[an error occurred while processing this directive]
BBC News
watch One-Minute World News
Languages
Last Updated: Wednesday, 4 January 2006, 19:25 GMT
Scandal 'claims' Malaysia editors
Grab from video apparently showing prisoner abuse

Two senior editors of one of Malaysia's top selling newspapers have reportedly been transferred after government complaints about its reporting.

The editor and executive editor-in- chief were removed from their posts, sources within the organisation that owns the China Press told the BBC.

The paper incorrectly identified a woman filmed being humiliated in a police station as a Chinese national.

The woman, seen being forced to squat naked, was later identified as a Malay.

The video showed the woman being made to hold her ears and squat repeatedly while a Malay Muslim policewoman stood over her.

Similar stories of Chinese tourists being abused by the Malaysian police over alleged visa violations have been widely reported in China.

Different standards

BBC News correspondent Jonathan Kent says the China Press rushed to put two and two together but was proved wrong.

The woman was not an ethnic Chinese nor a Chinese tourist.

Government supporters said the paper, which is written in Chinese and has a large Malaysian-Chinese readership, could have turned the report into a race issue.

Our correspondent says sources within the organisation that owns the China Press told the BBC the editor-in-chief and executive editor-in-chief had been removed from their posts.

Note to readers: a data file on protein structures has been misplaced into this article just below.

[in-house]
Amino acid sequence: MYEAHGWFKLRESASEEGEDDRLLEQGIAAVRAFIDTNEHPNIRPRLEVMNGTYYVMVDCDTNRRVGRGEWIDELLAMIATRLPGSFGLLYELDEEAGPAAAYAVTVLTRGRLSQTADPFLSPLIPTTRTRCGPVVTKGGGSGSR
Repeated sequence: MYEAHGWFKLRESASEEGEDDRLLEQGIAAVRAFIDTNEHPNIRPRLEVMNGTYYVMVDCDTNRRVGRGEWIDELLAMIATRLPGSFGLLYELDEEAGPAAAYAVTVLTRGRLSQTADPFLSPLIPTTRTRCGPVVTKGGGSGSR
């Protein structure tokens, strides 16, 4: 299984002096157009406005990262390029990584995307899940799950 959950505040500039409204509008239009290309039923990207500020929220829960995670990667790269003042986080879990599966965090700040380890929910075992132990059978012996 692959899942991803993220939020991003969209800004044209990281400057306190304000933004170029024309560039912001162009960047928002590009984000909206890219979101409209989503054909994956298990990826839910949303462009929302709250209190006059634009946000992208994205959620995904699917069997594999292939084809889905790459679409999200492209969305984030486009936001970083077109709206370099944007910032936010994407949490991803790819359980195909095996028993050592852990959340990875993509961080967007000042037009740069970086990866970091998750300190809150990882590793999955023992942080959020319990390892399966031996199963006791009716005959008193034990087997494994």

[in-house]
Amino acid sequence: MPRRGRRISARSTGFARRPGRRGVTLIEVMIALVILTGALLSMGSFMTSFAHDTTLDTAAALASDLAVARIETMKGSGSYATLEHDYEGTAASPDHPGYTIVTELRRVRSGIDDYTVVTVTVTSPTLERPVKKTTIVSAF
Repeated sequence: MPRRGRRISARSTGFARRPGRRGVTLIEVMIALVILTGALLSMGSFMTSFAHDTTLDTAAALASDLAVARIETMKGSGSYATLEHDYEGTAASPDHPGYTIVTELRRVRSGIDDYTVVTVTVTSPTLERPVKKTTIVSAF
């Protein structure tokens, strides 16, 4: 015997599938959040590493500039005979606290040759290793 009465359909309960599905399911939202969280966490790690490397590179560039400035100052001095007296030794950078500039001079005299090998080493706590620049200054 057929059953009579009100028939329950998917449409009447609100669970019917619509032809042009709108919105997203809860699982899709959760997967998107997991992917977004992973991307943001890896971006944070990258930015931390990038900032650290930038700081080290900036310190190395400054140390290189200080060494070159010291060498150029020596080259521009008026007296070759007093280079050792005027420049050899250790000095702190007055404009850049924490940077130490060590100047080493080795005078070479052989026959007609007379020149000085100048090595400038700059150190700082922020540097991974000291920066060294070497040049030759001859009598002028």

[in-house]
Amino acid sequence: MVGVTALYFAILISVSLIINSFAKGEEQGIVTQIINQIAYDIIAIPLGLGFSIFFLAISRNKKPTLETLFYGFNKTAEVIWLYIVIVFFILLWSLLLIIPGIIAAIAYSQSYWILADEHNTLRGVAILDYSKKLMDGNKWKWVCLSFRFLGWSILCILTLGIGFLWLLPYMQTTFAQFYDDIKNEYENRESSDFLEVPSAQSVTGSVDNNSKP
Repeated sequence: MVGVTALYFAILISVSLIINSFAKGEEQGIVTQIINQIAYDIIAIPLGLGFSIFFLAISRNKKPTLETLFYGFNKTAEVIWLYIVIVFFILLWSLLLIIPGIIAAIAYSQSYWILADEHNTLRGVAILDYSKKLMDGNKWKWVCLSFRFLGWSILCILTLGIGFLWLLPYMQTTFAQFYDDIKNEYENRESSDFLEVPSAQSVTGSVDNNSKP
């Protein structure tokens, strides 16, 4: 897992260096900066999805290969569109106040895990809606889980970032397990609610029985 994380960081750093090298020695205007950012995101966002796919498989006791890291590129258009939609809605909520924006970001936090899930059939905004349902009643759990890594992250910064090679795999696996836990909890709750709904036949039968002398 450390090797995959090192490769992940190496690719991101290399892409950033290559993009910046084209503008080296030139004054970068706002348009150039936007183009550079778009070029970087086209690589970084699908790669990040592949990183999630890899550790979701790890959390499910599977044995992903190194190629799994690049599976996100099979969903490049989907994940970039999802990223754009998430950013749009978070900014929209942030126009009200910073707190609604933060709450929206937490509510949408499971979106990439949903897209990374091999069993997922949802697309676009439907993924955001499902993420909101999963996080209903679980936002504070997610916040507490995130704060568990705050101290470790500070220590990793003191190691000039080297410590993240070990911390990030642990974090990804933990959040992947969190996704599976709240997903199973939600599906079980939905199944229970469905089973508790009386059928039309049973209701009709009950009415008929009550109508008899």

There has not yet been a formal announcement.

The ministry in charge of the police also threatened action which could have led to the paper's licence being withdrawn.

But civil liberties groups said the government is not being even handed, expecting journalists to maintain higher standards than police officers or politicians.

They said the video justified complaints against it, but Malaysia's deputy police chief and the minister responsible for the force, who both defended the procedure, were not forced to pay with their jobs.




SEE ALSO:
China protests over police video
01 Dec 05 |  Asia-Pacific
Malaysia police minister 'sorry'
30 Nov 05 |  Asia-Pacific
Malaysia minister defends police
30 Nov 05 |  Asia-Pacific
Malaysia press fume over video
29 Nov 05 |  Asia-Pacific
Chinese diaspora: Malaysia
03 Mar 05 |  Asia-Pacific


RELATED INTERNET LINKS:
The BBC is not responsible for the content of external internet sites


PRODUCTS AND SERVICES

Americas Africa Europe Middle East South Asia Asia Pacific